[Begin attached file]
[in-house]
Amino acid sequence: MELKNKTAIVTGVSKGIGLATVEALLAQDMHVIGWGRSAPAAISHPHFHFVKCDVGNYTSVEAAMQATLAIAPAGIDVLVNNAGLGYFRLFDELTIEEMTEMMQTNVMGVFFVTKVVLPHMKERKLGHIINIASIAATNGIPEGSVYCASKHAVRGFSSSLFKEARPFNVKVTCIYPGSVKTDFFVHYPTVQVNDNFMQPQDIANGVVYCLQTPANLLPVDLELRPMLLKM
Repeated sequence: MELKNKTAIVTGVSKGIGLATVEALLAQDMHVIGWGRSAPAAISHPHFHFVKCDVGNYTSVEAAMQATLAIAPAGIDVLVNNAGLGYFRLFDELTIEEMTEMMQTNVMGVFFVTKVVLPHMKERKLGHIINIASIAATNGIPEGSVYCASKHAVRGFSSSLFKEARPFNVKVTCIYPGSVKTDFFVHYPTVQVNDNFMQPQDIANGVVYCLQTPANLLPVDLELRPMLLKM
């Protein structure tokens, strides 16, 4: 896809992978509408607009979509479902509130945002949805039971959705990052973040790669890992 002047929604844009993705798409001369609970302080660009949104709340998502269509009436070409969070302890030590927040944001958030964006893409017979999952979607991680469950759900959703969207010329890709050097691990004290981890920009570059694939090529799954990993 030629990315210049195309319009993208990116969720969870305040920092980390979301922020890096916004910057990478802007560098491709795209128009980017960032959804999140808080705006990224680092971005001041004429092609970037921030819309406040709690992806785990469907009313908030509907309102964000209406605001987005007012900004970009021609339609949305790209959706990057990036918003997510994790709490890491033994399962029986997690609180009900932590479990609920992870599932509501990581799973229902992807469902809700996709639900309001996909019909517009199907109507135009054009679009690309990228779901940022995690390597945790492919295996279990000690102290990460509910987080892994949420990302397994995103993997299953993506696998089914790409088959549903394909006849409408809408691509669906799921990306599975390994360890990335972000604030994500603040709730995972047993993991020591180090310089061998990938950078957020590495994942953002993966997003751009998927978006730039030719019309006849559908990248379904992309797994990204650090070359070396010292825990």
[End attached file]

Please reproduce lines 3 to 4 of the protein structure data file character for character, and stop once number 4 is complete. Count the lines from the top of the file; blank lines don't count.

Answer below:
Repeated sequence: MELKNKTAIVTGVSKGIGLATVEALLAQDMHVIGWGRSAPAAISHPHFHFVKCDVGNYTSVEAAMQATLAIAPAGIDVLVNNAGLGYFRLFDELTIEEMTEMMQTNVMGVFFVTKVVLPHMKERKLGHIINIASIAATNGIPEGSVYCASKHAVRGFSSSLFKEARPFNVKVTCIYPGSVKTDFFVHYPTVQVNDNFMQPQDIANGVVYCLQTPANLLPVDLELRPMLLKM
């Protein structure tokens, strides 16, 4: 896809992978509408607009979509479902509130945002949805039971959705990052973040790669890992 002047929604844009993705798409001369609970302080660009949104709340998502269509009436070409969070302890030590927040944001958030964006893409017979999952979607991680469950759900959703969207010329890709050097691990004290981890920009570059694939090529799954990993 030629990315210049195309319009993208990116969720969870305040920092980390979301922020890096916004910057990478802007560098491709795209128009980017960032959804999140808080705006990224680092971005001041004429092609970037921030819309406040709690992806785990469907009313908030509907309102964000209406605001987005007012900004970009021609339609949305790209959706990057990036918003997510994790709490890491033994399962029986997690609180009900932590479990609920992870599932509501990581799973229902992807469902809700996709639900309001996909019909517009199907109507135009054009679009690309990228779901940022995690390597945790492919295996279990000690102290990460509910987080892994949420990302397994995103993997299953993506696998089914790409088959549903394909006849409408809408691509669906799921990306599975390994360890990335972000604030994500603040709730995972047993993991020591180090310089061998990938950078957020590495994942953002993966997003751009998927978006730039030719019309006849559908990248379904992309797994990204650090070359070396010292825990």